or as international law, are necessarily the same, or have the same legal force within the jurisdiction of every possessor of sovereign power. But the actual application or modification of the municipal laws of any one jurisdiction, when applied to the relations of aliens, is itself private international law, (from the character of the persons to whom it applies, which character is fixed by the maxims last above spoken of,) in the jurisdiction in which it takes place. And since that application or modification depends, within any independent jurisdiction, upon the will of the sovereign source of the municipal law for that jurisdiction, and may be different in jurisdictions under separate sovereigns, therefore this portion of international law may be said to vary under different sources of municipal law. And, in being identified in authority with the municipal law, it may truly be considered as a part of that law; though it arises from the fact that there are separate possessors of sovereign power existing under necessary conditions, and that there are actions and relations of persons which cannot continuously exist under the exclusive control of any one possessor of that power, and which therefore have an international character. Now since the several States have separate jurisdictions or domain, in which they have sovereign powers to determine the relations of private persons therein, they may have a different practice in the application of their municipal laws to aliens. Or, it may be said, their municipal laws may differ in their recognition of the relations of aliens derived from other laws. Hence a portion of the private international law may not only be different in the different States, but must be classed with local and not with national law.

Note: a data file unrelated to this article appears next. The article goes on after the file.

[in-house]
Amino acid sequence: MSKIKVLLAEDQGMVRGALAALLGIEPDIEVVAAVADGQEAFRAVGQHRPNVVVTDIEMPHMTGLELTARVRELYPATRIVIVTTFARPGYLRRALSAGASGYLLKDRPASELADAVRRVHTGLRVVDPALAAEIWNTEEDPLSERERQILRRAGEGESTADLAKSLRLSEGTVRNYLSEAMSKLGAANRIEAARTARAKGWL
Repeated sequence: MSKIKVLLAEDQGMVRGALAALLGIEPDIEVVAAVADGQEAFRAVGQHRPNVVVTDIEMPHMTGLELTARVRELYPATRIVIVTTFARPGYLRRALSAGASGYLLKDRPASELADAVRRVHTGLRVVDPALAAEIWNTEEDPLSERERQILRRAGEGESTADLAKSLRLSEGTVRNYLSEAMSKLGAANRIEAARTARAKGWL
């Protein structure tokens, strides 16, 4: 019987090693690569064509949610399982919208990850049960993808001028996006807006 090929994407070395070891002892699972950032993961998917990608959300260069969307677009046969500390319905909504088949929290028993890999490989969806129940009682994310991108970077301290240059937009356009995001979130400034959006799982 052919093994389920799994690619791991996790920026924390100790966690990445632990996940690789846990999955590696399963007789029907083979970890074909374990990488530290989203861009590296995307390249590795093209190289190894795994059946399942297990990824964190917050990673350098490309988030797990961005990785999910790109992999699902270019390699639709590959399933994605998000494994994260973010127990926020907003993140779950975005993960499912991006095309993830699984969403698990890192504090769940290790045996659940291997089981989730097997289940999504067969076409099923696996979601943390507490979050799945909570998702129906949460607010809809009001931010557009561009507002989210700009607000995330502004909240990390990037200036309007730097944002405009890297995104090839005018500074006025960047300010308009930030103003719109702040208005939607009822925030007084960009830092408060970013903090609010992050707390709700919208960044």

$ 389. The Constitution of the United States, in being the supreme public law and the evidence both of the location of sovereign powers and of their extent and limitation in respect to private persons as well as to territory, takes effect on the persons, above described as aliens, by determining the sources (political persons) from whom the private international law, above defined, shall proceed.
* Ante, $ 10.
The Constitution might contain provisions directly establishing the absolute or the relative rights of aliens of either of the classes before described, i. e., either foreign aliens or domestic aliens, and limiting to that extent the powers of the national Government or those of the several States to affect the legal condition of such persons. Such provisions in their source and origin would be identified with the national municipal law; though being founded on a recognition of persons as aliens, they might be called a part of the private international law. In whatever degree such provisions might recognize private persons as foreign citizens or subjects—that is, persons within the dominion of the United States, not only alien to the United States, but sustaining relations to foreign states or nationsthey would be nothing more, as a law, (rule of action), for the nation, than the voluntary reception of a rule of international duty by the supreme power of the nation, and alterable at its will.
So far as such provisions might limit the application of State laws to persons who are aliens, either foreign or domestic, in respect to State jurisdictions, they would have an international effect or character by distinguishing those persons from native or domiciled subjects of those States. But, being law throughout the United States, independently of the will of the single States, as distinct political communities, the extent or personal jurisdiction of whose laws they would control, they would be law in the strict and proper sense, national municipal lawoperating on all persons within the United States, irrespectively of the will of the several sources of local municipal law, and therefore not international law between the States or for the States, in that imperfect sense of the term in which international law prevails among independent nationalities.'
$ 390. Among the necessary incidents of the existence of sovereign nations or states is the fact or axiom, (natural or necessary law of nations,) that aliens, under any system of municipal law, may acquire within its jurisdiction, the character of